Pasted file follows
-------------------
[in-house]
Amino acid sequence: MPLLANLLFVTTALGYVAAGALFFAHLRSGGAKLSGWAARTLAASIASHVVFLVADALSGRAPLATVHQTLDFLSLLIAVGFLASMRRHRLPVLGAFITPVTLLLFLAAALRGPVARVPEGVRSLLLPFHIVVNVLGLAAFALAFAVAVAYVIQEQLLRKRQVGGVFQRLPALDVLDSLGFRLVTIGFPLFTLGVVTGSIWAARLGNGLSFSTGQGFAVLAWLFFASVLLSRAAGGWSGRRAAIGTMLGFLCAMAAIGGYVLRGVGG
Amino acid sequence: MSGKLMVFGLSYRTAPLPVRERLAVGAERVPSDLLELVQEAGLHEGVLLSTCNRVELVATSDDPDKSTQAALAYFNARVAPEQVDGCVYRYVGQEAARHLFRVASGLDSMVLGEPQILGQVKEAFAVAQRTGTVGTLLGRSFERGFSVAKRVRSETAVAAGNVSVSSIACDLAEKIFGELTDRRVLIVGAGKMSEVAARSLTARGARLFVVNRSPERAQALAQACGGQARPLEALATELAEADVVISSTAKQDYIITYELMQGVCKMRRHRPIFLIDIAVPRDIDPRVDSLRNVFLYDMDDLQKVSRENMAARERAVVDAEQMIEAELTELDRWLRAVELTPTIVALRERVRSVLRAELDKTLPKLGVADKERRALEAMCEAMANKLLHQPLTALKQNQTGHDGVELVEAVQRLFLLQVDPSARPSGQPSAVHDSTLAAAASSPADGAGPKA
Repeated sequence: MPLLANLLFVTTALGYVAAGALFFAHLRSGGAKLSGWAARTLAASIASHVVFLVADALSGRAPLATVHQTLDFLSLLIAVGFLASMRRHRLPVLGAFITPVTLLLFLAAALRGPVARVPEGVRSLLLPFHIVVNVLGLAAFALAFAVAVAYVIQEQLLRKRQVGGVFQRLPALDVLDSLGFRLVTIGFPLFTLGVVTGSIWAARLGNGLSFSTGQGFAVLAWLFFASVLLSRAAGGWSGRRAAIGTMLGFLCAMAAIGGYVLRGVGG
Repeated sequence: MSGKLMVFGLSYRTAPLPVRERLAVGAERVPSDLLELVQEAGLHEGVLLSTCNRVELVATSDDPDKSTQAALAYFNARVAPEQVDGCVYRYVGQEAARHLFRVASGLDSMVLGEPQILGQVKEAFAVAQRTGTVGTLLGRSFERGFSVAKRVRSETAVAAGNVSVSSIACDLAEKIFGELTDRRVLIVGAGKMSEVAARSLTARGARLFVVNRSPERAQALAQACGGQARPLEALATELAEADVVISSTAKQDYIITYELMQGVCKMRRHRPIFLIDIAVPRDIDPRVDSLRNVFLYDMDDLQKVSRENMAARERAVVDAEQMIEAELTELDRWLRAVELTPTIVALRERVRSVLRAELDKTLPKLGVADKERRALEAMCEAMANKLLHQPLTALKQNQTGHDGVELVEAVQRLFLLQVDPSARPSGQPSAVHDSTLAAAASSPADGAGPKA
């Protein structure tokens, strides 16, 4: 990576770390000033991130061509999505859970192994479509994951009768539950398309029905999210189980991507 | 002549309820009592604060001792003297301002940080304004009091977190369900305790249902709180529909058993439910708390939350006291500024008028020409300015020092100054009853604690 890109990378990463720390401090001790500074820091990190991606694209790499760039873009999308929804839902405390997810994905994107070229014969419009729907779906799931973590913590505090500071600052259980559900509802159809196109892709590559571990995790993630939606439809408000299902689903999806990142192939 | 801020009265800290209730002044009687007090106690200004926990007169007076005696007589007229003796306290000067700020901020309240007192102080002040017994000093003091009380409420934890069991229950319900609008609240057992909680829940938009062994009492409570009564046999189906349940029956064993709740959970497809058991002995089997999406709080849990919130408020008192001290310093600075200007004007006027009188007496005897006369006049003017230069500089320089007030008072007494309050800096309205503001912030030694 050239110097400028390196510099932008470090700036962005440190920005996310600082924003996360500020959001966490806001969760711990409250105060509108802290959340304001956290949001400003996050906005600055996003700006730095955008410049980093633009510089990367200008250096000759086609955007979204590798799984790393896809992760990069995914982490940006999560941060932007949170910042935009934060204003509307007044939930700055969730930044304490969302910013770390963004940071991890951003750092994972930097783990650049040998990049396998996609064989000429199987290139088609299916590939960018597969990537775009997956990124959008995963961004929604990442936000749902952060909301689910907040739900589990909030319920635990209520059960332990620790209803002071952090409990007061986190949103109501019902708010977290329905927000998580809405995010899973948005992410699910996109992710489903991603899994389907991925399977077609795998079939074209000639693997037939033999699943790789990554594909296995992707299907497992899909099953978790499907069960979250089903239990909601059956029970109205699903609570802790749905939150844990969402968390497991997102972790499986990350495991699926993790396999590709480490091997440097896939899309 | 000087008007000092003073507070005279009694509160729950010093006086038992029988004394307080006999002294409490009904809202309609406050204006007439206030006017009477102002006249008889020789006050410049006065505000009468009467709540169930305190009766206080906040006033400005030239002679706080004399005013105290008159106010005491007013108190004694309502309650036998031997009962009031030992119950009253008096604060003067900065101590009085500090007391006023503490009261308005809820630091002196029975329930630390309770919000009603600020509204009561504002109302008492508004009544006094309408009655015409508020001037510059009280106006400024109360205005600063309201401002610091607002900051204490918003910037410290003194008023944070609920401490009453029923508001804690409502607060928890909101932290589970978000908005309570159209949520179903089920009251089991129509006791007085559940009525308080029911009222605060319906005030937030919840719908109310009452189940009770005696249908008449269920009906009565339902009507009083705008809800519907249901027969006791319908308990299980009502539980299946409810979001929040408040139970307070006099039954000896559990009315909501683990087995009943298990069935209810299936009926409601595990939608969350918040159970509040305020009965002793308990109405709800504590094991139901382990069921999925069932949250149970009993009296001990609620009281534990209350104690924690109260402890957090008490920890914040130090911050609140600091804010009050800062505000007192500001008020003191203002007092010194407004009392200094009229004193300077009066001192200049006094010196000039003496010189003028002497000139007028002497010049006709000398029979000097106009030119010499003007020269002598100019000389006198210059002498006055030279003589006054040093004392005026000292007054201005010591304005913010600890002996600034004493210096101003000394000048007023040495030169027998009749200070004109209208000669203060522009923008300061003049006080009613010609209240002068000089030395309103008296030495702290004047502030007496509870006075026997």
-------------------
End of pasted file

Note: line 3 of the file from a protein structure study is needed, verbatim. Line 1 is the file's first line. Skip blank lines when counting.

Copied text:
Amino acid sequence: MSGKLMVFGLSYRTAPLPVRERLAVGAERVPSDLLELVQEAGLHEGVLLSTCNRVELVATSDDPDKSTQAALAYFNARVAPEQVDGCVYRYVGQEAARHLFRVASGLDSMVLGEPQILGQVKEAFAVAQRTGTVGTLLGRSFERGFSVAKRVRSETAVAAGNVSVSSIACDLAEKIFGELTDRRVLIVGAGKMSEVAARSLTARGARLFVVNRSPERAQALAQACGGQARPLEALATELAEADVVISSTAKQDYIITYELMQGVCKMRRHRPIFLIDIAVPRDIDPRVDSLRNVFLYDMDDLQKVSRENMAARERAVVDAEQMIEAELTELDRWLRAVELTPTIVALRERVRSVLRAELDKTLPKLGVADKERRALEAMCEAMANKLLHQPLTALKQNQTGHDGVELVEAVQRLFLLQVDPSARPSGQPSAVHDSTLAAAASSPADGAGPKA